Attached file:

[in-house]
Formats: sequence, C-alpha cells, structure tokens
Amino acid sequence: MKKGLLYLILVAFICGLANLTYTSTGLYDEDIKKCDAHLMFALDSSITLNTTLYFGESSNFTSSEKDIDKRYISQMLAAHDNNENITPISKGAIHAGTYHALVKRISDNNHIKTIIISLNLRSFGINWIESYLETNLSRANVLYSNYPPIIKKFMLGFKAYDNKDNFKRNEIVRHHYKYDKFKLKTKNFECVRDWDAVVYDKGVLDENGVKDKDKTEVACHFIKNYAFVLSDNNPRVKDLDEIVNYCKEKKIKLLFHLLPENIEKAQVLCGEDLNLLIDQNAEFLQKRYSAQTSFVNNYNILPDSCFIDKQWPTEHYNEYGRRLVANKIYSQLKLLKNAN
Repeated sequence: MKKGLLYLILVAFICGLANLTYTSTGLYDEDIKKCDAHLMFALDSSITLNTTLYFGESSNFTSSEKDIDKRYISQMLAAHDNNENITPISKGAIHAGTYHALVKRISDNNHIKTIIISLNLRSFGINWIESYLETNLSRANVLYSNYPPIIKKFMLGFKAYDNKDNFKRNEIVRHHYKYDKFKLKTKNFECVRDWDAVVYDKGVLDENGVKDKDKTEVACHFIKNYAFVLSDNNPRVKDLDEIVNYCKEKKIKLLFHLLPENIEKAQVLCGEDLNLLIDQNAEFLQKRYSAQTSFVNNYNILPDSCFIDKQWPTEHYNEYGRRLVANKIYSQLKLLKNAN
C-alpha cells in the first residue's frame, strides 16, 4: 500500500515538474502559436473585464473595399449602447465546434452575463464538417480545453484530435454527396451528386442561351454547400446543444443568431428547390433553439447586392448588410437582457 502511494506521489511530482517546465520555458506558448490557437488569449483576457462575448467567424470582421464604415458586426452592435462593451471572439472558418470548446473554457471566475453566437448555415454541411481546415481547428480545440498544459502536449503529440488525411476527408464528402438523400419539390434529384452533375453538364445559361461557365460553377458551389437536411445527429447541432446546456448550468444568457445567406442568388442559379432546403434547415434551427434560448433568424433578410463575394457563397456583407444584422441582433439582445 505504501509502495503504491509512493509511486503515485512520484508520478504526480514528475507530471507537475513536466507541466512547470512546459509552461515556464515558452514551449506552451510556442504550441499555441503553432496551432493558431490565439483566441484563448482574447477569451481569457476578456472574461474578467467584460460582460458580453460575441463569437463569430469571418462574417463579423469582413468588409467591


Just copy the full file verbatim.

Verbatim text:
[in-house]
Formats: sequence, C-alpha cells, structure tokens
Amino acid sequence: MKKGLLYLILVAFICGLANLTYTSTGLYDEDIKKCDAHLMFALDSSITLNTTLYFGESSNFTSSEKDIDKRYISQMLAAHDNNENITPISKGAIHAGTYHALVKRISDNNHIKTIIISLNLRSFGINWIESYLETNLSRANVLYSNYPPIIKKFMLGFKAYDNKDNFKRNEIVRHHYKYDKFKLKTKNFECVRDWDAVVYDKGVLDENGVKDKDKTEVACHFIKNYAFVLSDNNPRVKDLDEIVNYCKEKKIKLLFHLLPENIEKAQVLCGEDLNLLIDQNAEFLQKRYSAQTSFVNNYNILPDSCFIDKQWPTEHYNEYGRRLVANKIYSQLKLLKNAN
Repeated sequence: MKKGLLYLILVAFICGLANLTYTSTGLYDEDIKKCDAHLMFALDSSITLNTTLYFGESSNFTSSEKDIDKRYISQMLAAHDNNENITPISKGAIHAGTYHALVKRISDNNHIKTIIISLNLRSFGINWIESYLETNLSRANVLYSNYPPIIKKFMLGFKAYDNKDNFKRNEIVRHHYKYDKFKLKTKNFECVRDWDAVVYDKGVLDENGVKDKDKTEVACHFIKNYAFVLSDNNPRVKDLDEIVNYCKEKKIKLLFHLLPENIEKAQVLCGEDLNLLIDQNAEFLQKRYSAQTSFVNNYNILPDSCFIDKQWPTEHYNEYGRRLVANKIYSQLKLLKNAN
C-alpha cells in the first residue's frame, strides 16, 4: 500500500515538474502559436473585464473595399449602447465546434452575463464538417480545453484530435454527396451528386442561351454547400446543444443568431428547390433553439447586392448588410437582457 502511494506521489511530482517546465520555458506558448490557437488569449483576457462575448467567424470582421464604415458586426452592435462593451471572439472558418470548446473554457471566475453566437448555415454541411481546415481547428480545440498544459502536449503529440488525411476527408464528402438523400419539390434529384452533375453538364445559361461557365460553377458551389437536411445527429447541432446546456448550468444568457445567406442568388442559379432546403434547415434551427434560448433568424433578410463575394457563397456583407444584422441582433439582445 505504501509502495503504491509512493509511486503515485512520484508520478504526480514528475507530471507537475513536466507541466512547470512546459509552461515556464515558452514551449506552451510556442504550441499555441503553432496551432493558431490565439483566441484563448482574447477569451481569457476578456472574461474578467467584460460582460458580453460575441463569437463569430469571418462574417463579423469582413468588409467591